Improving the delivery of safe and effective healthcare in low and middle income countriesBMJ 2012; 344 doi: https://doi.org/10.1136/bmj.e981 (Published 14 February 2012) Cite this as: BMJ 2012;344:e981
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Indeed. What is equally, if not more important, and complementary to what the authors propose, is to support transdisciplinary communication frameworks, thereby promoting collective understanding of healthcare providers needs and ways of meeting those needs, and advocacy among all stakeholders with an interest in the progressive realisation of universal access to evidence-based health care. The strongest and most sustainable change is that emerging from all those working in the system, rather than that which is devised and imposed by researchers and policymakers.
Competing interests: I facilitate a global virtual network called Healthcare Information For All by 2015 www.hifa2015.org
Massoud et al argue eloquently for a renewed focus on improving the delivery of healthcare in low and middle-income countries through quality programmes to improve systems. They correctly identify the need for involving healthcare practitioners at all levels in initiating and implementing these changes.
However, to drive changes in the quality of healthcare, it is also important to engage two important groups who potentially can play an important role- the media and lay users of health services, to drive the demand side. This is especially important with health where historical hierarchies of access to knowledge persist in many low and middle-income settings leading to significant information asymmetry on health issues.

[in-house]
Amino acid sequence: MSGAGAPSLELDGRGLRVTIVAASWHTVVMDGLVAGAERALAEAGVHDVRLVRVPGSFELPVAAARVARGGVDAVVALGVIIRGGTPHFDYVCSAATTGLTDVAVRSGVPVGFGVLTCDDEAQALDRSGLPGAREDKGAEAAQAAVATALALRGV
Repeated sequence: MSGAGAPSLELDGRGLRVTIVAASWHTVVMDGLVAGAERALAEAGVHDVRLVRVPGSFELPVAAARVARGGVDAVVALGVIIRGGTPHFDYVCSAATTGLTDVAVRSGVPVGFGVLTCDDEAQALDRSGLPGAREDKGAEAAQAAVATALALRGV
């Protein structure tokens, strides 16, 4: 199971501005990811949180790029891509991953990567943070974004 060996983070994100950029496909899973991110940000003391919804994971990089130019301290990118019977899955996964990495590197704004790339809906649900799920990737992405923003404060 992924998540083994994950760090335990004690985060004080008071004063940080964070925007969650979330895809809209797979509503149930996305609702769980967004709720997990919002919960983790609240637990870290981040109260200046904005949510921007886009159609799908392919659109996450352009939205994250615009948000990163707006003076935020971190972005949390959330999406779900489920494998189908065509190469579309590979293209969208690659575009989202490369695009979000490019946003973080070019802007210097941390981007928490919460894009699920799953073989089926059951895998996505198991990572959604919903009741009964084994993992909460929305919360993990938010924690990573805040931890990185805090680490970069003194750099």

Providing more information about evidence based healthcare interventions, in an easily understood and accessible format to lay people and the media could help promote accountability and provide an external impetus from outside the healthcare professions to drive changes that improve the quality of healthcare in low and middle income countries.
With the expansion in sources of information and communication produced by advances in mobile telecommunications and internet technology, the opportunities for doing this are greater than ever before. In many middle and low-income countries, a growing number of citizens are engaging in public debate through these platforms. While people have used social media in seeking political and social reform, health issues have not featured sufficiently on the advocacy agenda.
The enthusiastic response from the Nigerian media and members of the public to our blog Nigeria Health Watch (www.nigeriahealthwatch.com), which we started publishing in 2007, indicates that there is an appetite among people outside the health professions for engagement on these issues.
Competing interests: No competing interests